National Treasury recently published a report that evaluated South Africa’s anti-money laundering and counter-terrorist financing measures. The report, a combined effort by the Financial Action Task Force (FATF) and the Eastern and Southern Africa Anti-Money Laundering Group, revealed that South Africa has major deficiencies in regulating crypto assets, especially crypto asset service providers (CASPs).
Why regulate the crypto space?
Crypto regulation is not a popular concept among investors. While anonymity and freedom still inform the appeal of cryptocurrencies, it has been proven that these volatile assets require regulation. This is not just for the overall good of the economy and the fiscus, but to protect people from the dangers associated with crypto investment.
Though there were numerous scams reported, it was MTI Holdings that dealt the first major blow to crypto credibility in SA. With its CEO still missing in action and the FBI assisting with the investigation, it is speculated that MTI Holdings and its executive leadership made off with R8bn. The next blow came in April when the Cajee brothers of Africrypt, a Durban-based crypto trading platform, disappeared with an estimated R50bn in Bitcoin. They remain at large.
The shockwaves of these scams renewed the urgency for a regulatory framework covering crypto asset platforms, though its implementation is slow and appears to be somewhat misdirected.
Sluggishness leads to overreaction
In recent news, Standard Bank issued account closure notices to crypto trading platforms that offer arbitrage services. Crypto arbitrage is the process of buying digital assets in one jurisdiction for a low price and then selling it in another jurisdiction at a premium, exploiting price variances between the markets.
It is rumoured that SARB is turning up the heat by forcing banks to overregulate the crypto asset space.
This exercise comes after news that SARB has blocked debit and credit card purchases of crypto from offshore exchanges. At face value, it seems like a firm step (albeit uncertain whether in the right direction) towards crypto regulation from an exchange control perspective. The Reserve Bank seems unable to explain the rationale behind publicising (and implementing) this restriction without making any change to the actual regulations.
Tax Consulting South Africa reached out to SARB to obtain clarity as to why offshore purchases of crypto from debit or credit cards would be blocked. Their response was that South Africans would still be able to purchase from local CASPs with credit or debit cards, but not from offshore CASPs.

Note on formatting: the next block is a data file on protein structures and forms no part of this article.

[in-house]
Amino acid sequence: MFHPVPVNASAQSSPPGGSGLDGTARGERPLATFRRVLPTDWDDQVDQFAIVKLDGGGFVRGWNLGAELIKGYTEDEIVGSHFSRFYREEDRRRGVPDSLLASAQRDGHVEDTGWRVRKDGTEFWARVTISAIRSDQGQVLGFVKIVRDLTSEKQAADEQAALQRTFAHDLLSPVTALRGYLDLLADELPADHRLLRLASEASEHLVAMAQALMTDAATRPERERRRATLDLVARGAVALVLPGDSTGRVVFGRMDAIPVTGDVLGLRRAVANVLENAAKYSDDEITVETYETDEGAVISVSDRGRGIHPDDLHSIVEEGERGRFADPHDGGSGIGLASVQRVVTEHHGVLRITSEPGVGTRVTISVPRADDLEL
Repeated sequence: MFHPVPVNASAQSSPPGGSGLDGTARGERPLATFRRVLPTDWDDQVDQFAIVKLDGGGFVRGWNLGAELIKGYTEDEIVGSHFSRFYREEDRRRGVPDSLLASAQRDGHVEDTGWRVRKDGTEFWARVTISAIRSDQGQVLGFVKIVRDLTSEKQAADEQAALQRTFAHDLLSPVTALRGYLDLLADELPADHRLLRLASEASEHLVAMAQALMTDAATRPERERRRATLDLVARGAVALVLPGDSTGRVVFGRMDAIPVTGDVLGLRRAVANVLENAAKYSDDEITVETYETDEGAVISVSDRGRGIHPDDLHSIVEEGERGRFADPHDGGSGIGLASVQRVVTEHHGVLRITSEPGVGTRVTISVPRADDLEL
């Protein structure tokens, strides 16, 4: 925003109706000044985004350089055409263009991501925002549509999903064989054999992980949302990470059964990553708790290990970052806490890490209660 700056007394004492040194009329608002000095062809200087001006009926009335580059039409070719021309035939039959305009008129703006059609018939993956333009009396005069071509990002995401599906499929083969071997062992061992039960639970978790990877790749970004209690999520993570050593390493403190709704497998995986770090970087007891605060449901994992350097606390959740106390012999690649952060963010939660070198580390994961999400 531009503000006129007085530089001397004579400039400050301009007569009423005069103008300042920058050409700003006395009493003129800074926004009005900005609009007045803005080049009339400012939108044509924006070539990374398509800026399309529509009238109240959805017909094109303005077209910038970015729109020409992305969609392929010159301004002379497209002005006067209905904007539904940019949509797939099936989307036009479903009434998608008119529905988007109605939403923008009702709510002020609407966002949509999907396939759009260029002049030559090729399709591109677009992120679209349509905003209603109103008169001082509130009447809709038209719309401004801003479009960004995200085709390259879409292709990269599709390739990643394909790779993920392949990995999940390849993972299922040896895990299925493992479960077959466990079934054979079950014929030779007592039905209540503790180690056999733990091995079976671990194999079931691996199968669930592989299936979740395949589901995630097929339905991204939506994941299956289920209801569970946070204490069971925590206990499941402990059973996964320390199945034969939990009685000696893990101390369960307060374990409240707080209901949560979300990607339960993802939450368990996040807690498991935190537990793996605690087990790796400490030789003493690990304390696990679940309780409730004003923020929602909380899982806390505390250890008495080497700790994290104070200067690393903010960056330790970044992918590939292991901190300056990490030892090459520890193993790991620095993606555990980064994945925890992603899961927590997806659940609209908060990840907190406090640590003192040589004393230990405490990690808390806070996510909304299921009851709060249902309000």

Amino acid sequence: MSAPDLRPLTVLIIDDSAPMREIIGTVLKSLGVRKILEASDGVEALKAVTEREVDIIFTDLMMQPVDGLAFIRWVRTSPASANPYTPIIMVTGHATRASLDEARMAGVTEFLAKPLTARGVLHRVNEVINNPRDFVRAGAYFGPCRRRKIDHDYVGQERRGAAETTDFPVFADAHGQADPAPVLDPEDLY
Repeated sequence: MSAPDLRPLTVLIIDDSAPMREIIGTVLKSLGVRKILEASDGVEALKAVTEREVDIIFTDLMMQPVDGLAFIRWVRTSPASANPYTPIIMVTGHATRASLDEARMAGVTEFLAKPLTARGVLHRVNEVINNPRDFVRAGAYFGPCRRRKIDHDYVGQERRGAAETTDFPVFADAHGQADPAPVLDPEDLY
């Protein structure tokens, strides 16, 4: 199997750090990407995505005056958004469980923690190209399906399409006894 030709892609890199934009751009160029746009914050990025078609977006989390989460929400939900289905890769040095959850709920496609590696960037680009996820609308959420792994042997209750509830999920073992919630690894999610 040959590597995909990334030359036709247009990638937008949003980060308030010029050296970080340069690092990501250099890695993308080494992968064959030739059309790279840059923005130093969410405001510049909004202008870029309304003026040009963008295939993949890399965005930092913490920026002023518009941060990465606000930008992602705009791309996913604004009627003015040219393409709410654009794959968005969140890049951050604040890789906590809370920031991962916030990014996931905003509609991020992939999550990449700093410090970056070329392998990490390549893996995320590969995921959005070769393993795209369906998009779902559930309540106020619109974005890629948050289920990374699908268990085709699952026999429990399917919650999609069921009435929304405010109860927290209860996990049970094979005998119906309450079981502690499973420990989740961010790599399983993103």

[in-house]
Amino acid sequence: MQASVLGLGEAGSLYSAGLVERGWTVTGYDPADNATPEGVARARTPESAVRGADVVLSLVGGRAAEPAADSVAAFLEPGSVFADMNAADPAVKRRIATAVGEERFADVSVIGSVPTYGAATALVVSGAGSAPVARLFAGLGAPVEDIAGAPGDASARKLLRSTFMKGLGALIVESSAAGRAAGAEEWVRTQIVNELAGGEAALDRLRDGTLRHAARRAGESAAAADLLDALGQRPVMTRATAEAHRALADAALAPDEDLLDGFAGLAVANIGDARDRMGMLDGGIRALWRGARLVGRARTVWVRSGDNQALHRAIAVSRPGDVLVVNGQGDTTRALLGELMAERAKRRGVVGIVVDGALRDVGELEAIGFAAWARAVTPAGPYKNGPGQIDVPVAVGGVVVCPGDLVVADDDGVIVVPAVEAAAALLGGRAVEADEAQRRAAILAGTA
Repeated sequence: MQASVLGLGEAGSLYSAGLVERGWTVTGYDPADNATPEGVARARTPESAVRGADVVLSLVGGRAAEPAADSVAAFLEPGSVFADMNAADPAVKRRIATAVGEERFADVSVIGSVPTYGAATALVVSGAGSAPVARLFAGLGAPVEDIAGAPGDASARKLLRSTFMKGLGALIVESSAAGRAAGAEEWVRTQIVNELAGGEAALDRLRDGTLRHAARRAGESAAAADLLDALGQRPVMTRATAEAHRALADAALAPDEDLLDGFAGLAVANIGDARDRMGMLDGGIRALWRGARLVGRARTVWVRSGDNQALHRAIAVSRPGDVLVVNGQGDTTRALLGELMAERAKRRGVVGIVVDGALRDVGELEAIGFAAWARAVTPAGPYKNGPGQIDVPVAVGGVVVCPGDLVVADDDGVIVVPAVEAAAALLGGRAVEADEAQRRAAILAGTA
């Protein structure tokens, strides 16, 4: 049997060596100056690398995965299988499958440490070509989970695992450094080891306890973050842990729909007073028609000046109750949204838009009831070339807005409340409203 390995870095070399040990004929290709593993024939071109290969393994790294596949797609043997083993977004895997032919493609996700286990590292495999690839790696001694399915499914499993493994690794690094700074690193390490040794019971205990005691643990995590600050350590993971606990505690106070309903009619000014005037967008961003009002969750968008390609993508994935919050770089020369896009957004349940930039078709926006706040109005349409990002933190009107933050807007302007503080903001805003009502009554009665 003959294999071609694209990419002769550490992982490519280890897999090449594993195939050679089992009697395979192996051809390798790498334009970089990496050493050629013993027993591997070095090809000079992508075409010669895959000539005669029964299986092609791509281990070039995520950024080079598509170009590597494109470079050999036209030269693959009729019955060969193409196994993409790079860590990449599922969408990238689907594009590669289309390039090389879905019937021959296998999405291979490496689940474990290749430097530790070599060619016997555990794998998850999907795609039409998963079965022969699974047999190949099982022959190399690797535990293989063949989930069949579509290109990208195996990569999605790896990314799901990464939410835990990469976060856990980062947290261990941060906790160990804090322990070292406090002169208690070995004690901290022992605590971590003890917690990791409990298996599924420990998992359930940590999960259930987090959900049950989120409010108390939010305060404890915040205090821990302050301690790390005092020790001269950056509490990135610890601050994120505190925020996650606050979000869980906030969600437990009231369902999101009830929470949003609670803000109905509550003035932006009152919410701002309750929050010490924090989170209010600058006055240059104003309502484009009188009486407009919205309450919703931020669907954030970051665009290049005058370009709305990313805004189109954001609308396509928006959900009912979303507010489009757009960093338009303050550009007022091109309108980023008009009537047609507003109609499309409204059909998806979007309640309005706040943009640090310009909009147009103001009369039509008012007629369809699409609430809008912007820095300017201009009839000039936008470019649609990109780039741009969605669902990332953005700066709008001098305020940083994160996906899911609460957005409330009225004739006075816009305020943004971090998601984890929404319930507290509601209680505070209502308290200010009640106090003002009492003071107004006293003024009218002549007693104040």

In e-mail correspondence, the SARB representative replied by quoting B.16(A) from the Currency and Exchanges Manual for Authorised Dealers (CEMAD), which states that transactions using credit and/or debit cards are permissible, subject to provisions mentioned in subsections (D) and (E). Section B.16 (D)(i) is only applicable to South Africans going on a “journey”, which means you can swipe while you are travelling. Section B.16 (E)(i) makes allowance for small foreign currency transactions over the internet, which means you can swipe online, but you cannot buy a Spanish villa by means of a card transaction. There is no mention of crypto in these regulations.
They did, however, include the following: “It should be noted that the purchase of crypto assets from a foreign Crypto Asset Service Provider (CASP) does not fall within the ambit of section B.16(E)(i) of the CEMAD.”
There was no explanation as to why it would not be allowed, which raises questions around the purpose of this restriction. FinSurv further issued a warning that it is a criminal offence to transfer crypto from South Africa to another country, as per the FAQs on SARB’s website. This creates a lot of confusion among investors.
The art of confusion
Crypto assets are transactions reflected in a distributed (borderless) ledger. They are seldom held in a single jurisdiction at any given time – unless they are kept in cold storage or a similar format. It has not yet been clarified when exactly a crypto asset is in South Africa or in another jurisdiction. Therefore, it is impossible for crypto investors to adequately understand if they are in conformance with the law in many cases. SARB seems comfortable to leave investors in this uncertain mindset.
The prevailing theme is that the government seeks to quell or restrict foreign crypto asset investment by South Africans, instead of trying to first understand it and educate those who are actively trading. When asked for further clarification or legal reference as the country’s monetary authority, SARB appears to be unable to specify how certain of its policy decisions fit into the current regulations. There is no action taken to address the concerns of South African crypto asset investors, not to mention the uncertainties they are sketching for CASPs.
Until further clarity is provided by regulators, crypto investors should aim to keep abreast of changes in the regulatory landscape. A professional hand may be required to understand the regulatory permutations of foreign crypto asset investment, lest they fall afoul with the law.